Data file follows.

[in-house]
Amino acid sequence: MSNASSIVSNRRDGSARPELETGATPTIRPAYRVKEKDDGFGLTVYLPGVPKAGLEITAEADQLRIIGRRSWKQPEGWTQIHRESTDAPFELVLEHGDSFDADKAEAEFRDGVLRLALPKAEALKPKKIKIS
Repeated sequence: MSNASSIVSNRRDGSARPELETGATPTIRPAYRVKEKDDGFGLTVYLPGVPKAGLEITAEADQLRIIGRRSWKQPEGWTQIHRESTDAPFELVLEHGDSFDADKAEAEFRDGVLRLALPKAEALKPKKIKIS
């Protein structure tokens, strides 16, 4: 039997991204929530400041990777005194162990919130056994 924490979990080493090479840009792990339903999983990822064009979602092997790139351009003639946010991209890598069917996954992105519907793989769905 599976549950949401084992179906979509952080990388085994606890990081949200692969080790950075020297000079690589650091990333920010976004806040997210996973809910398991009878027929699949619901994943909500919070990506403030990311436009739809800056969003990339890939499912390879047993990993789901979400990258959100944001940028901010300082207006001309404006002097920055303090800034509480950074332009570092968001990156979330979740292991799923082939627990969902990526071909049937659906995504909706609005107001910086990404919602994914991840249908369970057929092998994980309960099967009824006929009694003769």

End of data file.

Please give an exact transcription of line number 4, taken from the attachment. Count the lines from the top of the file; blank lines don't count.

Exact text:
């Protein structure tokens, strides 16, 4: 039997991204929530400041990777005194162990919130056994 924490979990080493090479840009792990339903999983990822064009979602092997790139351009003639946010991209890598069917996954992105519907793989769905 599976549950949401084992179906979509952080990388085994606890990081949200692969080790950075020297000079690589650091990333920010976004806040997210996973809910398991009878027929699949619901994943909500919070990506403030990311436009739809800056969003990339890939499912390879047993990993789901979400990258959100944001940028901010300082207006001309404006002097920055303090800034509480950074332009570092968001990156979330979740292991799923082939627990969902990526071909049937659906995504909706609005107001910086990404919602994914991840249908369970057929092998994980309960099967009824006929009694003769």